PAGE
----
On Patient Safety: Infection Prevention in Orthopaedics: Pearls and Pitfalls of a Global Perspective
The World Health Organization (WHO) recently published recommendations on pre, intra, and postoperative measures for surgical site infection (SSI) prevention [3, 4]. These recommendations represent a renewed effort to improve care in low- and middle-income countries, specifically with respect to healthcare-associated infections (of which SSIs are the most common) [2, 5]. The WHO guidelines are truly global, in that they also can (and should) apply to high-income countries where SSIs are proportionally less frequent, yet still represent one of the largest burdens in terms of cost to patients, hospitals, payers, and society in general. The WHO documents take into account the balance between harm and benefit, the level of evidence, costs, and resource implications.
While those of us practicing in resource-rich environments can easily implement the WHO recommendations, in many places where failing to do so is literally a life-or-death proposition, it is not so easy. Today, more than 50% of people on the planet still do not have access to the Internet (this includes physicians, policymakers, and hospitals). And for those who do, the fee required to access key scientific publications might render it out of reach—particularly those in resource-poor environments. Finally, even with accessible scientific information and knowledge, the implementation of guidelines and protocols remains a challenge in an environment where the culture of quality and safety is not the priority.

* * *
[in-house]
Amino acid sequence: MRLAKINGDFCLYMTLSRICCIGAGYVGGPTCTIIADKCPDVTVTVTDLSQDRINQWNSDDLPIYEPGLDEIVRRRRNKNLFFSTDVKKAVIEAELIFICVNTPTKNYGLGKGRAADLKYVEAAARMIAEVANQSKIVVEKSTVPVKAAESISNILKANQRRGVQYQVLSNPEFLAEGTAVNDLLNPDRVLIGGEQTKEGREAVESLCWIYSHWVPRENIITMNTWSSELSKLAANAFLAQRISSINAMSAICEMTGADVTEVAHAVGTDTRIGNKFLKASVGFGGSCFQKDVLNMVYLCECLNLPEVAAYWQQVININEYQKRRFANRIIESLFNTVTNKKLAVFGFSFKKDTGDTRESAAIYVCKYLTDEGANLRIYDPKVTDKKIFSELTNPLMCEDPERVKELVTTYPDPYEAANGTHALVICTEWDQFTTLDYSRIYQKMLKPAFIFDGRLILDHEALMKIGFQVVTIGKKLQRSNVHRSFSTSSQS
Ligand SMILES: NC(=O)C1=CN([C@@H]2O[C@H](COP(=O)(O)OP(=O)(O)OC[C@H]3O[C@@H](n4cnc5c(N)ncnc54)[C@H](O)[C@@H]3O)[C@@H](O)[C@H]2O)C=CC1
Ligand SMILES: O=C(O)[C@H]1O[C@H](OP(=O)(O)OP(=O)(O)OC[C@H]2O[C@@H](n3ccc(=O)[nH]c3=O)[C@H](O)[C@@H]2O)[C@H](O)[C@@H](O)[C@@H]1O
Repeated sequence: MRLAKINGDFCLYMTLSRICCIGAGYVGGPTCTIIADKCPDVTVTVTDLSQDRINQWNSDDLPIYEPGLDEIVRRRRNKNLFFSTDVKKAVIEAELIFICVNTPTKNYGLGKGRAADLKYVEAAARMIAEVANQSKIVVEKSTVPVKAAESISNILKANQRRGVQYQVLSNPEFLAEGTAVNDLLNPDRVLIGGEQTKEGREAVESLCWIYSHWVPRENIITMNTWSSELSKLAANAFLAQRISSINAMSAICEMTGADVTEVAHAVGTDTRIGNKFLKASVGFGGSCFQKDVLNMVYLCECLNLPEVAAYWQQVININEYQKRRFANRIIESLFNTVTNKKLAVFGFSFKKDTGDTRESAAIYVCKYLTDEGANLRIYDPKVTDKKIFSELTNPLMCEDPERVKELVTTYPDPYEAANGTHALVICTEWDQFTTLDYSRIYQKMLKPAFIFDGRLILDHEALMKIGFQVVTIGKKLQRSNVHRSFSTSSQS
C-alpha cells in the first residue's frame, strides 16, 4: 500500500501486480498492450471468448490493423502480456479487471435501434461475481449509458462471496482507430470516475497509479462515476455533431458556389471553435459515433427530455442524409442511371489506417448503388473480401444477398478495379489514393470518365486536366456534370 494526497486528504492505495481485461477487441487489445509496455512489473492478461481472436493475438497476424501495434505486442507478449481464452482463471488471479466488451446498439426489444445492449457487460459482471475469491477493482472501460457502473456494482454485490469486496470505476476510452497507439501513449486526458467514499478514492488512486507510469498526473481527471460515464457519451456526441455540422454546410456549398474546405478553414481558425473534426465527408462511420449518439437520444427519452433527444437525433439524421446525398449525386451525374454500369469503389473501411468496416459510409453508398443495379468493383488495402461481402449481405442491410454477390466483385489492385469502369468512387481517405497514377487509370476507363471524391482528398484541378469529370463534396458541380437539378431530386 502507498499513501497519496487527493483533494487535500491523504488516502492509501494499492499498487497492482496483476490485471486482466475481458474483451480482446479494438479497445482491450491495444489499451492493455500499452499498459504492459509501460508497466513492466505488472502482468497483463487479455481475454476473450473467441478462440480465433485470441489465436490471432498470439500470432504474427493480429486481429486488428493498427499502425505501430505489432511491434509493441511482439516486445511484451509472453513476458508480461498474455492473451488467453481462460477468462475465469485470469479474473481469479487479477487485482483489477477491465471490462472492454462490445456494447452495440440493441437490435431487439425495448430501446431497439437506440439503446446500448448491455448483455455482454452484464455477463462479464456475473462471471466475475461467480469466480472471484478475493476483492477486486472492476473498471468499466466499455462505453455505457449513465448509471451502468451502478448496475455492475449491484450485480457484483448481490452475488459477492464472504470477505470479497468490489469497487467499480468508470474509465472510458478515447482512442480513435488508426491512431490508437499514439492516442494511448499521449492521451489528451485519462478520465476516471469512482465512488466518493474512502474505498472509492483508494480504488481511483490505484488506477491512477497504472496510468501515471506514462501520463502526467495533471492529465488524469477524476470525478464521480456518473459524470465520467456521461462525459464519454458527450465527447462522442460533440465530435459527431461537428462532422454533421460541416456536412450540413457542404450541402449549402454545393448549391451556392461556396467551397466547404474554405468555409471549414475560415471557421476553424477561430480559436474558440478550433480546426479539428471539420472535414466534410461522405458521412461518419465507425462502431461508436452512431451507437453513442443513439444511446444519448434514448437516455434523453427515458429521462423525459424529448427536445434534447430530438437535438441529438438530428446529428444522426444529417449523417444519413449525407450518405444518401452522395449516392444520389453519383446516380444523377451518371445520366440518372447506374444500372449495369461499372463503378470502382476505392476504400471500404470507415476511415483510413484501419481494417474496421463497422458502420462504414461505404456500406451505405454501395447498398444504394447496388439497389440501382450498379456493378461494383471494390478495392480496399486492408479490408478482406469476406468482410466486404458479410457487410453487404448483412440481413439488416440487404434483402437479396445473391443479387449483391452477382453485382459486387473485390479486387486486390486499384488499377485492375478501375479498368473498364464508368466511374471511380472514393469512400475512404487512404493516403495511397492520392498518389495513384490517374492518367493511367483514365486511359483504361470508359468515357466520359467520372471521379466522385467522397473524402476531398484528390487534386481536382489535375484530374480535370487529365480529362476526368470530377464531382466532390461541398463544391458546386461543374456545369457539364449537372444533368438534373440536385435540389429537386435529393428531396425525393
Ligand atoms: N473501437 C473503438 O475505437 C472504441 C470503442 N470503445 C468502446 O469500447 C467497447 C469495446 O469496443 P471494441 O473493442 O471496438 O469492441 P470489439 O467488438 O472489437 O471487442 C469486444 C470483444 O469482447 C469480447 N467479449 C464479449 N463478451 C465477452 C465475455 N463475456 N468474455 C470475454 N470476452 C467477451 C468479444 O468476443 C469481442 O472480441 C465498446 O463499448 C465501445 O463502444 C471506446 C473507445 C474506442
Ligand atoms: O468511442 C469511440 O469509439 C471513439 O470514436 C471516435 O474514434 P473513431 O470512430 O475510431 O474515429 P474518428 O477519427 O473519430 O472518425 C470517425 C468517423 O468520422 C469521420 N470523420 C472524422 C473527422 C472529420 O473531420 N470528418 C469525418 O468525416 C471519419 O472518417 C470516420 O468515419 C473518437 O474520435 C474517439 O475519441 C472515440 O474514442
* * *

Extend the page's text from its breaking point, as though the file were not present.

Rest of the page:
Implementing the WHO guidelines requires the awareness that such guidelines exist. Limited access to knowledge is sadly common in many low- and middle-income countries. I have lived and practiced medicine on three different continents and have witnessed busy rural hospitals in South East Asia and India with no easy access to the Internet. How can local healthcare providers keep current with the latest WHO infection prevention recommendations if providers in those countries that need it the most cannot access the guidelines? One hope is that the universal Internet access (by 2020) pledge made by Mark Zuckerberg and Bill Gates is successful . In the meantime, it is in the hands of the WHO to promote and properly distribute their documents to those who truly need it. Local physicians should consider traveling to the nearest town with Internet access. Universal Internet access will enable global organizations like WHO to share important documents and recommendations where they are most needed strategically, at no cost.
But even this is not sufficient since financial restrictions also will impede universal access to scientific information. The goal of open access publication of biomedical research is to create free access to scientific information on the receiving end. Open access allows the dissemination of research; guidelines and recommendations free of charge for the users wherever they are and whatever their financial means . I coauthored a recent editorial on open-access publications  highlighting how critical this modern publication option is for low- and middle-income countries. The transfer of fees from users to authors is a key ethical consideration for clinician-scientists in high-income countries who want to improve access to critical information in areas where clinical application of that information will have the greatest impact. This is easier said than done. And, importantly, the biggest challenge lies not in access, but in implementation.
Applying guidelines and protocols, particularly infection prevention measures, requires providers to embrace a culture of patient safety and quality. Successful patient-centered culture is achieved when providers buy in and the leadership establishes a no-blame culture, which facilitates accountability of each provider for every patient. In addition, key infrastructure—including education about how to implement checklists, guidelines, and protocols, as well as resources for continuous data monitoring—are essential.